This month, a team of Ecocity Builders associates went to the United Nations Conference on Sustainable Development (Rio+20) to give talks, listen, collaborate with local communities, and promote the International Ecocity Framework and Standards initiative. This is part 3 of a series of impressions from Rio.
by Jonn Braman, IEFS Core Advisor
As a public servant and environmentalist, one of the things that impressed me at Rio+20 was the number of Environment Ministers attending who took time to interact with the Major Working Groups.
Brasil’s minister spoke at a couple of events I attended, highlighting her country’s achievements toward sustainability, which are many. I am not sure their shift in policy around the Amazon forests is being seen as positively by others as she described. But certainly their progress away from fossil fuels is impressive and if my nose’s impression of Rio’s air quality is accurate, even with this cold, vehicles burning cleaner fuels will be most welcome here.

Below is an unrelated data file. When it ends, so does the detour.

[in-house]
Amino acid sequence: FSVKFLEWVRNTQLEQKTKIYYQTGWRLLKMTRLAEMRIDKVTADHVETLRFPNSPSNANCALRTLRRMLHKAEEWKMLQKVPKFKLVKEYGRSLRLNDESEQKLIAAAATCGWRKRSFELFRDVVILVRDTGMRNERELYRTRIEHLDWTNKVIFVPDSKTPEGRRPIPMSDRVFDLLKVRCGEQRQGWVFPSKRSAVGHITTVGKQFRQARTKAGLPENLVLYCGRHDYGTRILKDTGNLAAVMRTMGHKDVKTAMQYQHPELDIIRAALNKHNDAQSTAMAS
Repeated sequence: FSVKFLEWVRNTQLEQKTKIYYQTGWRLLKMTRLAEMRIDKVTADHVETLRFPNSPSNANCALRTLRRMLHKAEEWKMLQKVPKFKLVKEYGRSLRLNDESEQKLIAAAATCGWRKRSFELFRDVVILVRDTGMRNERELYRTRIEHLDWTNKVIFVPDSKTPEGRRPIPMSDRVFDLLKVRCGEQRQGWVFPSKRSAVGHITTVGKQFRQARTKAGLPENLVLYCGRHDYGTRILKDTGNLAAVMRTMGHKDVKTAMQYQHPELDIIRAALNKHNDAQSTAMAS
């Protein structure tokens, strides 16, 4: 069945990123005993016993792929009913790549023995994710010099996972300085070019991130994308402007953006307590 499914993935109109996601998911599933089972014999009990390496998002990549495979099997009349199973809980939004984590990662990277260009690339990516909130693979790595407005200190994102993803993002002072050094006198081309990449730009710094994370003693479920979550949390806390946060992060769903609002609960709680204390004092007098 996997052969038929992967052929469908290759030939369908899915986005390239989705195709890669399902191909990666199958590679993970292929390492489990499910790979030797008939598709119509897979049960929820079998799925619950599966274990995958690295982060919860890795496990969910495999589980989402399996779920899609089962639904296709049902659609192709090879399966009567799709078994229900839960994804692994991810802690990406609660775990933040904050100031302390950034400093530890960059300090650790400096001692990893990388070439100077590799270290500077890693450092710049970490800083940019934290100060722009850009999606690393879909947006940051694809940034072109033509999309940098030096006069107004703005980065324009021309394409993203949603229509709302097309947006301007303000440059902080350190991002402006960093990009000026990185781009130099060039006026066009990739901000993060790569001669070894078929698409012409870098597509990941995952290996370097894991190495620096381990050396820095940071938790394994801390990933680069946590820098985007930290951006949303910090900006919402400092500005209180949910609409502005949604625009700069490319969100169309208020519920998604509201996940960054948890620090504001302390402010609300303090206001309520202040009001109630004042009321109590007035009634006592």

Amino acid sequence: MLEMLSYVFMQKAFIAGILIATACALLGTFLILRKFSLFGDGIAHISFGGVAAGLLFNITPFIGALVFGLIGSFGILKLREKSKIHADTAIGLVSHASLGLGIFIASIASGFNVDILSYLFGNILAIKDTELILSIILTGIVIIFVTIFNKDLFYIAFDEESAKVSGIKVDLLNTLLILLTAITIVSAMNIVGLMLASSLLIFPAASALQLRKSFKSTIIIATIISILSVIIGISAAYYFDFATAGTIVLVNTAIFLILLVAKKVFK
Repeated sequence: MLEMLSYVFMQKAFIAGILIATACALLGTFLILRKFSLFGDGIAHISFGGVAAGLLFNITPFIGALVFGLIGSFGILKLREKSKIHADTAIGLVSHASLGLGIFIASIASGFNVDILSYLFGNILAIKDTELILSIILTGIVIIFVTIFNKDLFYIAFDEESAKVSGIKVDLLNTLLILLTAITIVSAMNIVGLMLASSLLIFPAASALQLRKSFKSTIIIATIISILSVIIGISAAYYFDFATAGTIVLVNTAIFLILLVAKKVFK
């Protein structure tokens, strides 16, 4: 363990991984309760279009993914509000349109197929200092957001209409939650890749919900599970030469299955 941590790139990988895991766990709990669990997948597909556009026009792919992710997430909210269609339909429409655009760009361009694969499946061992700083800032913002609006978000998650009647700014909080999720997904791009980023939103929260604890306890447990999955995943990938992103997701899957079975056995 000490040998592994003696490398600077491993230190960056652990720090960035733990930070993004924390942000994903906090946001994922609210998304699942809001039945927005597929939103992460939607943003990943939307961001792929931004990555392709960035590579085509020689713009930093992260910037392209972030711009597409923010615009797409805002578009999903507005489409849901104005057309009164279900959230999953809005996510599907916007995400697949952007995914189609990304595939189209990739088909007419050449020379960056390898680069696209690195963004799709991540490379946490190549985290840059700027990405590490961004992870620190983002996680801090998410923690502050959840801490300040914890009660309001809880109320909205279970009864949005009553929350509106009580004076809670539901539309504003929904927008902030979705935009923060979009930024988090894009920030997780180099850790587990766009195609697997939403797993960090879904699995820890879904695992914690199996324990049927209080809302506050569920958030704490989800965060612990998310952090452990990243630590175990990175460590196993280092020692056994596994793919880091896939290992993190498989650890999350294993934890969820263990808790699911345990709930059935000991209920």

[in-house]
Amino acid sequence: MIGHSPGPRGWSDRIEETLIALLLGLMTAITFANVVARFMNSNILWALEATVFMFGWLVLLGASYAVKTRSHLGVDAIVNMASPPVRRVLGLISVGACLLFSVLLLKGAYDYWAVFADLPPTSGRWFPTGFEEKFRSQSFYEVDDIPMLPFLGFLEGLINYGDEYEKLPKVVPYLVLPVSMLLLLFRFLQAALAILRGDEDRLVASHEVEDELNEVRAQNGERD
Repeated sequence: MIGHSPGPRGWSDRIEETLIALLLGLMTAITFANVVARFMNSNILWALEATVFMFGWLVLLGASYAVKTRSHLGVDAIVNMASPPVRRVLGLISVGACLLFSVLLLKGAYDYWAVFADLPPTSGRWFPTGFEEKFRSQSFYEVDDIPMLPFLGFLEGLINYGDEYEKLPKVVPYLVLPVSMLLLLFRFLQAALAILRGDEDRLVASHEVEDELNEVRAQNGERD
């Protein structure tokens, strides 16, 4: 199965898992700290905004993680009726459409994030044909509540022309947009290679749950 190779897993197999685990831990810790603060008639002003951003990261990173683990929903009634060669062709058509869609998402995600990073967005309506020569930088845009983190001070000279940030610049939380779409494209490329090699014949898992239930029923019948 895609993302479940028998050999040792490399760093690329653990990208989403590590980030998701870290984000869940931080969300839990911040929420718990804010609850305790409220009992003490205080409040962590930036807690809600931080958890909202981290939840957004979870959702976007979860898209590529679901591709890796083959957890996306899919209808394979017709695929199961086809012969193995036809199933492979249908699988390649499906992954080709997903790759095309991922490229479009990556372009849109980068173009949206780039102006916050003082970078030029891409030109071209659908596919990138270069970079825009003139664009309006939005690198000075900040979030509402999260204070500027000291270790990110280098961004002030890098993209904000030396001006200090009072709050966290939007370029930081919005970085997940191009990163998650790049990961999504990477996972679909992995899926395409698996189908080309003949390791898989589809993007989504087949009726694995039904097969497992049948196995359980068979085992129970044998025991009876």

Denmark’s Ida Auken spoke briefly about the successes and challenges in her country. Geothermal energy provides them with huge potential for green energy export, but comes with nature’s own air quality challenges for the planet, and in particular for those living on the smaller islands, while the much larger Greenland continues to “green” as the ice pack on it melts at an ever alarming rate. Recent measurements of CO2 levels at 400 ppm on Canada’s equally northern Ellesmere Island seem to indicate the permafrost melting feedback loop may have begun. I would very much liked to have heard more from her, but she cut her talk short to accommodate Ban Ki-Moon arrival at the session.
Of all the environment ministers I heard (and I didn’t get to all sessions) it was the Singapore Minister for Environment and Water Resources that resonated most for me. As a city nation responsible for 5 million citizens on a 30 km long island they, like many island nations, are good allegories for our only planet. They do not have the space for waste or contaminants and they have a very real water supply challenge with a fully built environment. Unlike our planet, they do have neighbors to trade with and they are supporting their commerce, in part, with “green economy” such as export of their desalination technology. Tianjin, a Sino-Singapore Eco-city development is another example. While neither Singapore, nor Tianjin are ‘perfect’ EcoCities in the visionary sense, they are huge steps forward in the recognition of the finite capacity of our planet and our species essential role to ‘get it right’. We can only hope all our countries ‘get it’ and soon!